Female genital mutilation

The practice is mostly carried out by traditional circumcisers, who often play other central roles in communities, such as attending childbirths.

In many settings, health care providers perform FGM due to the erroneous belief that the procedure is safer when medicalized 1. WHO strongly urges health professionals not to perform such procedures. FGM is recognized internationally as a violation of the human rights of girls and women. It reflects deep-rooted inequality between the sexes, and constitutes an extreme form of discrimination against women.

It is nearly always carried out on minors and is a violation of the rights of children. The practice also violates a person's rights to health, security and physical integrity, the right to be free from torture and cruel, inhuman or degrading treatment, and the right to life when the procedure results in death.

Deinfibulation refers to the practice of cutting open the sealed vaginal opening in a woman who has been infibulated, which is often necessary for improving health and well-being as well as to allow intercourse or to facilitate childbirth.

FGM has no health benefits, and it harms girls and women in many ways. It involves removing and damaging healthy and normal female genital tissue, and interferes with the natural functions of girls' and women's bodies. Generally speaking, risks increase with increasing severity of the procedure. Procedures are mostly carried out on young girls sometime between infancy and adolescence, and occasionally on adult women. More than 3 million girls are estimated to be at risk for FGM annually.

More than million girls and women alive today have been cut in 30 countries in Africa, the Middle East and Asia where FGM is concentrated 1. The practice is most common in the western, eastern, and north-eastern regions of Africa, in some countries the Middle East and Asia, as well as among migrants from these areas.

FGM is therefore a global concern. The reasons why female genital mutilations are performed vary from one region to another as well as over time, and include a mix of sociocultural factors within families and communities. The most commonly cited reasons are:. Since , great efforts have been made to counteract FGM, through research, work within communities, and changes in public policy. Progress at international, national and sub-national levels includes:.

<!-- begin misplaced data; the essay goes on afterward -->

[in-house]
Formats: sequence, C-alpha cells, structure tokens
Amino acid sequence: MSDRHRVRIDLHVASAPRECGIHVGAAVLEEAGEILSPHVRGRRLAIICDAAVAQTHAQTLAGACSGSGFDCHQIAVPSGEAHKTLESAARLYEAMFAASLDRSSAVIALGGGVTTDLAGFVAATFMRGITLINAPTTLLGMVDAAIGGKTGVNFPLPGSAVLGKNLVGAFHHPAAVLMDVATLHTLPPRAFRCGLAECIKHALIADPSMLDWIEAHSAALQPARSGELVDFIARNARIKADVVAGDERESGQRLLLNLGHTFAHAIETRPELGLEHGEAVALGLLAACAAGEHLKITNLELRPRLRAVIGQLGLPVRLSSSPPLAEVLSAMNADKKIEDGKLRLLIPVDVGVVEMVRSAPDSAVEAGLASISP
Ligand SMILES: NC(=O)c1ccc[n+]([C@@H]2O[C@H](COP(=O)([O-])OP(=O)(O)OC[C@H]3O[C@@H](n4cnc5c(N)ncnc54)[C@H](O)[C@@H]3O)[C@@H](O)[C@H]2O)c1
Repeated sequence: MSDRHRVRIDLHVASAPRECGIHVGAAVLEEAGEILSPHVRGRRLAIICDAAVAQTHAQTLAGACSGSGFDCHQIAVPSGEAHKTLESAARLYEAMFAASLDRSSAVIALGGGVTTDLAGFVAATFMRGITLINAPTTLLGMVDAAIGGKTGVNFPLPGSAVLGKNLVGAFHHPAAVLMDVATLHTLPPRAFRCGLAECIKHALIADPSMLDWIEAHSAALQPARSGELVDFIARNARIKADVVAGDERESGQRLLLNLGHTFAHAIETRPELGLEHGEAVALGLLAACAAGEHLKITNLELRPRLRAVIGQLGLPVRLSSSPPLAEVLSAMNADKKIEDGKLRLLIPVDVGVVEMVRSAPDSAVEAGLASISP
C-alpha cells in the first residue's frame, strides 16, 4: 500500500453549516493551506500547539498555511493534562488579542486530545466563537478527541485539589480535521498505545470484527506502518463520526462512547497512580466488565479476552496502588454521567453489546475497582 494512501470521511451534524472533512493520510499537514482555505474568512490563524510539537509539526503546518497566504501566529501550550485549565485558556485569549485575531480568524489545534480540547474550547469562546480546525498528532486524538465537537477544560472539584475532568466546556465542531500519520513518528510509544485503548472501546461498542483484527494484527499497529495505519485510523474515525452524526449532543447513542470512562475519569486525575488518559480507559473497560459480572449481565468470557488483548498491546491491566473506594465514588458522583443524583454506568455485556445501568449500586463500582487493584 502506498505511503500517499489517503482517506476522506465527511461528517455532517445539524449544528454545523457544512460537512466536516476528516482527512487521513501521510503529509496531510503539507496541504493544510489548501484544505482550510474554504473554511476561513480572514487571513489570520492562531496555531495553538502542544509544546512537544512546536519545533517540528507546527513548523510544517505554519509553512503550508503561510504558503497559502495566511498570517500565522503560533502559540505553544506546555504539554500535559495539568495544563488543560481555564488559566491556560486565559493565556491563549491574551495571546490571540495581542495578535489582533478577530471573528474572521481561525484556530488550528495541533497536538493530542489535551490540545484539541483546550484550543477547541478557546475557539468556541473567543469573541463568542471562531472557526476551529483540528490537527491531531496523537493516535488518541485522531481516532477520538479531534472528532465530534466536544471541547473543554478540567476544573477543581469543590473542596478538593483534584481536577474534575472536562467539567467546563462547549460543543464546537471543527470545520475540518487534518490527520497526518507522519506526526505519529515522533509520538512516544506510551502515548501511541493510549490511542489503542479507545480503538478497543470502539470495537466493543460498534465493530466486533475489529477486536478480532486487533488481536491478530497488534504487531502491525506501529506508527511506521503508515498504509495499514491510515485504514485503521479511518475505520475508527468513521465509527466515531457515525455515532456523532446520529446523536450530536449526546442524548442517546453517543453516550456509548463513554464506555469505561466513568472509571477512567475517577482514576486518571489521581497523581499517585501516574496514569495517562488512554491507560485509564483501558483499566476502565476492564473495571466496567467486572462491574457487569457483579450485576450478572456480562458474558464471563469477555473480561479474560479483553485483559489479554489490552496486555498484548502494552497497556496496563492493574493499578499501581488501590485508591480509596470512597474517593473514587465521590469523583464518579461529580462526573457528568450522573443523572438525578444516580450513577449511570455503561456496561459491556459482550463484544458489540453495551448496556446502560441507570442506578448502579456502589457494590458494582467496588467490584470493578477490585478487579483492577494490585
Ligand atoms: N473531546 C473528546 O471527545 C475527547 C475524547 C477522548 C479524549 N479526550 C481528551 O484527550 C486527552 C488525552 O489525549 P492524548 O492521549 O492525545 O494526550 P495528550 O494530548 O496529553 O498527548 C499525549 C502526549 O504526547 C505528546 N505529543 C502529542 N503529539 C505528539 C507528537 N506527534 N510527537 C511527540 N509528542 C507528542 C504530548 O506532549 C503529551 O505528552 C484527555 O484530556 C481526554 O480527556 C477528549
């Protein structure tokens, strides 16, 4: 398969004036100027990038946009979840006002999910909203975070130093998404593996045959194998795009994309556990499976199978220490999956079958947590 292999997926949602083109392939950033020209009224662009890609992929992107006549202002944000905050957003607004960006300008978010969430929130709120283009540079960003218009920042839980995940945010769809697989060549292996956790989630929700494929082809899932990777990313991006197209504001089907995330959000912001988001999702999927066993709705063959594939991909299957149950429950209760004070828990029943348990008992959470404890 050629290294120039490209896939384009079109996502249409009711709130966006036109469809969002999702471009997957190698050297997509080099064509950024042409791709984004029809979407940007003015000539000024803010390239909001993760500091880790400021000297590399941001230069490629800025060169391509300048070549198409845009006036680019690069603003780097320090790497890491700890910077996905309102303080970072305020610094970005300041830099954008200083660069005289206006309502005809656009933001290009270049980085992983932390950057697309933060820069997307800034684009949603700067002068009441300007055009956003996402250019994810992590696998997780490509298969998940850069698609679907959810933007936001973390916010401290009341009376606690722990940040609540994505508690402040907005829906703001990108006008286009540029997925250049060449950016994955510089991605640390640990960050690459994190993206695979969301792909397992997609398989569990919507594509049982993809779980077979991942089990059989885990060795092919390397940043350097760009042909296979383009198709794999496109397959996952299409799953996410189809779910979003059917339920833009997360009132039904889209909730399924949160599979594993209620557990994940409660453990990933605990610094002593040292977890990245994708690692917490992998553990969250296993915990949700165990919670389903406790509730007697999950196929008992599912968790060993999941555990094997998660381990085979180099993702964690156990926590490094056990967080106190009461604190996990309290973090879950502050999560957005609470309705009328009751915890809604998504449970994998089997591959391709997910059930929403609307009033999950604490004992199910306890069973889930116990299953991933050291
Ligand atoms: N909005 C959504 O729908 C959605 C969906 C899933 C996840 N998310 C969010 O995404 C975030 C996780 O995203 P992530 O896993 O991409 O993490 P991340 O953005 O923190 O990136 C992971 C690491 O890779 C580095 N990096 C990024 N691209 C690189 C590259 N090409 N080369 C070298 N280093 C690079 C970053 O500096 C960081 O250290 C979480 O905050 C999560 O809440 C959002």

Research shows that, if practicing communities themselves decide to abandon FGM, the practice can be eliminated very rapidly. This statement provided evidence collected over the previous decade about the practice of FGM.

In , WHO published a "Global strategy to stop health care providers from performing female genital mutilation" in collaboration with other key UN agencies and international organizations. In December , the UN General Assembly adopted a resolution on the elimination of female genital mutilation. Building on a previous report from , in UNICEF launched an updated report documenting the prevalence of FGM in 30 countries, as well as beliefs, attitudes, trends, and programmatic and policy responses to the practice globally.

The guidelines were developed based on a systematic review of the best available evidence on health interventions for women living with FGM. To ensure the effective implementation of the guidelines, WHO is developing tools for front-line health-care workers to improve knowledge, attitudes, and skills of health care providers in preventing and managing the complications of FGM. Infographics Infographics on female genital mutilation. Female genital mutilation 31 January Key facts Female genital mutilation FGM includes procedures that intentionally alter or cause injury to the female genital organs for non-medical reasons.

The procedure has no health benefits for girls and women. Procedures can cause severe bleeding and problems urinating, and later cysts, infections, as well as complications in childbirth and increased risk of newborn deaths. FGM is mostly carried out on young girls between infancy and age FGM is a violation of the human rights of girls and women.

Female genital mutilation FGM comprises all procedures that involve partial or total removal of the external female genitalia, or other injury to the female genital organs for non-medical reasons.

Related Female genital mutilation and other harmful practices Health risks of female genital mutilation FGM Global strategy to stop health-care providers from performing female genital mutilation Eliminating female genital mutilation. Working towards zero tolerance for female genital mutilation in Sudan 6 February